Could brain injury concern spell the end of high school football?

Traumatic brain injuries are serious. There are so many things that can cause them and their effects can be life altering for the victims and their families. This is something of which any attorney with experience in personal injury law is well aware.

It is because the consequences can mean extensive medical care now and well into the future that it is widely advised that TBI victims and those who have lost loved ones to such injuries should work with skilled counsel. Pursuit of a legal claim is often the most fruitful means to assure that those who have been negligent and caused the damage are held accountable.

Some TBIs are caused by circumstances over which we have no control. A car careening out of control collides with ours. A slip and fall on property that hasn't been properly maintained can send a person to the ground and result in concussion or more serious head injury.

A few decades ago, there weren't too many people pointing the finger at the beloved pastime of American football as a significant source of TBI, but that has changed. Concern over the threat of repeated hits to athletes' heads has grown so great in the last five or 10 years that there are now people asking whether the game isn't headed for extinction. One of the outlets posing the question late last month was Al.com.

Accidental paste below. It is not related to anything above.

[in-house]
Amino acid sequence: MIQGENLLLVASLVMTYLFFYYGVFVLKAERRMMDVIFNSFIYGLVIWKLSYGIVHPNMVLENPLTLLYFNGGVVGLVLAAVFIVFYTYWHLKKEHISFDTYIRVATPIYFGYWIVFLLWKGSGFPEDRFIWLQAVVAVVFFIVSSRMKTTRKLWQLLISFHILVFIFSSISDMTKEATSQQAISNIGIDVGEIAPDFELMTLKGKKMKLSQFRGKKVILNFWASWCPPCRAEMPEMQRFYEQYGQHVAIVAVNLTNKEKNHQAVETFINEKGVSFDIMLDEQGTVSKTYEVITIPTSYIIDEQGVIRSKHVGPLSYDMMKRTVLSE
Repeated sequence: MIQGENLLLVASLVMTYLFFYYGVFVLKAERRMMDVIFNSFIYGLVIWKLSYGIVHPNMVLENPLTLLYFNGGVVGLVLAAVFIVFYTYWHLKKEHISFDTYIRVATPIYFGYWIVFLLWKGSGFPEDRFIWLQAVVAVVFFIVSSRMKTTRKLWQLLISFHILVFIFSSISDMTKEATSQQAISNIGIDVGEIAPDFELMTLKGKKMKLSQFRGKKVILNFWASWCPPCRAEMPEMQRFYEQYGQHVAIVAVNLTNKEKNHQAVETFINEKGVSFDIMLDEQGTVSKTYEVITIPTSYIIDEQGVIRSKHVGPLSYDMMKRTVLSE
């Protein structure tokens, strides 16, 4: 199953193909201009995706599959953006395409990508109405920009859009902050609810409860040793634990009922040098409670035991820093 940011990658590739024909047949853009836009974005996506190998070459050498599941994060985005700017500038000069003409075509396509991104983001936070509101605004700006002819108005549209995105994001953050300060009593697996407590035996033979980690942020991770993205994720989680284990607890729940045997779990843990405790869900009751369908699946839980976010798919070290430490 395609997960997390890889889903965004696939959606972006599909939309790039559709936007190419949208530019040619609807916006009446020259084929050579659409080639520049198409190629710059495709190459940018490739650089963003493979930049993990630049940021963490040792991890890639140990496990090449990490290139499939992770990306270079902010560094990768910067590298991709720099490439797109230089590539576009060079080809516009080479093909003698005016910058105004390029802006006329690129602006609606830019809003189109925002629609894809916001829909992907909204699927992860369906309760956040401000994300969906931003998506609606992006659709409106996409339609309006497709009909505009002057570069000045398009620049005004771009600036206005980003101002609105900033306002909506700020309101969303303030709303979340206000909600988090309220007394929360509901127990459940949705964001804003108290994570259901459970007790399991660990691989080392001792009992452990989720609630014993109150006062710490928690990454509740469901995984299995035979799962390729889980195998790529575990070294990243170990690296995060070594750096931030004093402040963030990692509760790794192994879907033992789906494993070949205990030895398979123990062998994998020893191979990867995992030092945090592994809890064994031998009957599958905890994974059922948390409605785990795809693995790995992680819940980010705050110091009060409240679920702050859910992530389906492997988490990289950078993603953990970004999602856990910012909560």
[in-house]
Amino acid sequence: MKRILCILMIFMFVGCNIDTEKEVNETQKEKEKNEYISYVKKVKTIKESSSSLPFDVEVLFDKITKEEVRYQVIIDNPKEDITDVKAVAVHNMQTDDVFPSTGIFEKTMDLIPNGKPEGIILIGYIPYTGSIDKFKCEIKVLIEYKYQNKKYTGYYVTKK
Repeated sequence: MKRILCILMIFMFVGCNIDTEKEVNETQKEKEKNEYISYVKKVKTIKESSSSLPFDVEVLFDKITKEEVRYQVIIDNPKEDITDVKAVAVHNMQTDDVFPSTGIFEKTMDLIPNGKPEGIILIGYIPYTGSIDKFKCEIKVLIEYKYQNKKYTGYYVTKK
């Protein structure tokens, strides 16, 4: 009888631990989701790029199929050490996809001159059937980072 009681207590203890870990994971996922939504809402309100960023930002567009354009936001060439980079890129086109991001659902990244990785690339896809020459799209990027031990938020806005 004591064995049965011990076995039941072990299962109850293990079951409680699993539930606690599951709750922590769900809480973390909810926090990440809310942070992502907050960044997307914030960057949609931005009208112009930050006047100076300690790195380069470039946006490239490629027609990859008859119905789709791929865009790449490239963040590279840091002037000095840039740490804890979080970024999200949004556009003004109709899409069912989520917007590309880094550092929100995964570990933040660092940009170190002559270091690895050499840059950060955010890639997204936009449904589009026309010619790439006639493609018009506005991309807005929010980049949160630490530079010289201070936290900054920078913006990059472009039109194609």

The author of the piece notes that the violent nature of football is something that nearly prompted its being banned by President Theodore Roosevelt in 1905. More recently, a number of former football greats have gone on record as saying that they wouldn't let their sons or grandsons play football. And there were the deaths in October of three high school football players from head injuries. That worry has translated into a decline in high school football participation -- even in Alabama.

All that leads to the question whether football can survive? According to AL.com, it's too early to say. Coaches and football organizers insist greater awareness is making the sport safer. But many parents say more change is needed. The problem is no one seems exactly sure what changes need to be made.

What do you think should happen?

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